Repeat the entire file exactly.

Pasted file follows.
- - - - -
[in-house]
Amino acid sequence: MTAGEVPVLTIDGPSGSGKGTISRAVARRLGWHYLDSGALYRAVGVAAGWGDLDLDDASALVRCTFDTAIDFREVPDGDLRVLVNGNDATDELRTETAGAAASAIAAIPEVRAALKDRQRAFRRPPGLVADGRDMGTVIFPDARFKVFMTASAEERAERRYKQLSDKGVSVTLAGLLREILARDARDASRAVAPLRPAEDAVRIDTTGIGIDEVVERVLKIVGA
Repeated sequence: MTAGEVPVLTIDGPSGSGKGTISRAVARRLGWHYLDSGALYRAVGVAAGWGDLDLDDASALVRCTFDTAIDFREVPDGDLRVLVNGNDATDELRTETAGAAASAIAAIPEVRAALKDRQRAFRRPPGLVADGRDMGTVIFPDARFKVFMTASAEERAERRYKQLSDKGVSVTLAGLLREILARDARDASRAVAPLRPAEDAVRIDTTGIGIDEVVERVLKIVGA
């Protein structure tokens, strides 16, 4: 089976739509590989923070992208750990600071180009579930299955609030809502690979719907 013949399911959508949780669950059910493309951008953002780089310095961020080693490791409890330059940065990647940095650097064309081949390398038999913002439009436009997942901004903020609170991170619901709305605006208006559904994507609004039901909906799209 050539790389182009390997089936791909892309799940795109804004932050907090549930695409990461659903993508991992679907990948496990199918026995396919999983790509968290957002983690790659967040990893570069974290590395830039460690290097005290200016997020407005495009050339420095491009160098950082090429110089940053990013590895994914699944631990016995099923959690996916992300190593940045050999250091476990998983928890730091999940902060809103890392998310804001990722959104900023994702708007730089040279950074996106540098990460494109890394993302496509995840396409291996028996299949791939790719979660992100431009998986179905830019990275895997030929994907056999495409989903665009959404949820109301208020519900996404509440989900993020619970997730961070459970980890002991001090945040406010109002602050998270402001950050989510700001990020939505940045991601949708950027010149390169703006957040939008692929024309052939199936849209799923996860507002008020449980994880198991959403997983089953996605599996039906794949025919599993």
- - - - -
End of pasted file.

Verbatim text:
[in-house]
Amino acid sequence: MTAGEVPVLTIDGPSGSGKGTISRAVARRLGWHYLDSGALYRAVGVAAGWGDLDLDDASALVRCTFDTAIDFREVPDGDLRVLVNGNDATDELRTETAGAAASAIAAIPEVRAALKDRQRAFRRPPGLVADGRDMGTVIFPDARFKVFMTASAEERAERRYKQLSDKGVSVTLAGLLREILARDARDASRAVAPLRPAEDAVRIDTTGIGIDEVVERVLKIVGA
Repeated sequence: MTAGEVPVLTIDGPSGSGKGTISRAVARRLGWHYLDSGALYRAVGVAAGWGDLDLDDASALVRCTFDTAIDFREVPDGDLRVLVNGNDATDELRTETAGAAASAIAAIPEVRAALKDRQRAFRRPPGLVADGRDMGTVIFPDARFKVFMTASAEERAERRYKQLSDKGVSVTLAGLLREILARDARDASRAVAPLRPAEDAVRIDTTGIGIDEVVERVLKIVGA
């Protein structure tokens, strides 16, 4: 089976739509590989923070992208750990600071180009579930299955609030809502690979719907 013949399911959508949780669950059910493309951008953002780089310095961020080693490791409890330059940065990647940095650097064309081949390398038999913002439009436009997942901004903020609170991170619901709305605006208006559904994507609004039901909906799209 050539790389182009390997089936791909892309799940795109804004932050907090549930695409990461659903993508991992679907990948496990199918026995396919999983790509968290957002983690790659967040990893570069974290590395830039460690290097005290200016997020407005495009050339420095491009160098950082090429110089940053990013590895994914699944631990016995099923959690996916992300190593940045050999250091476990998983928890730091999940902060809103890392998310804001990722959104900023994702708007730089040279950074996106540098990460494109890394993302496509995840396409291996028996299949791939790719979660992100431009998986179905830019990275895997030929994907056999495409989903665009959404949820109301208020519900996404509440989900993020619970997730961070459970980890002991001090945040406010109002602050998270402001950050989510700001990020939505940045991601949708950027010149390169703006957040939008692929024309052939199936849209799923996860507002008020449980994880198991959403997983089953996605599996039906794949025919599993």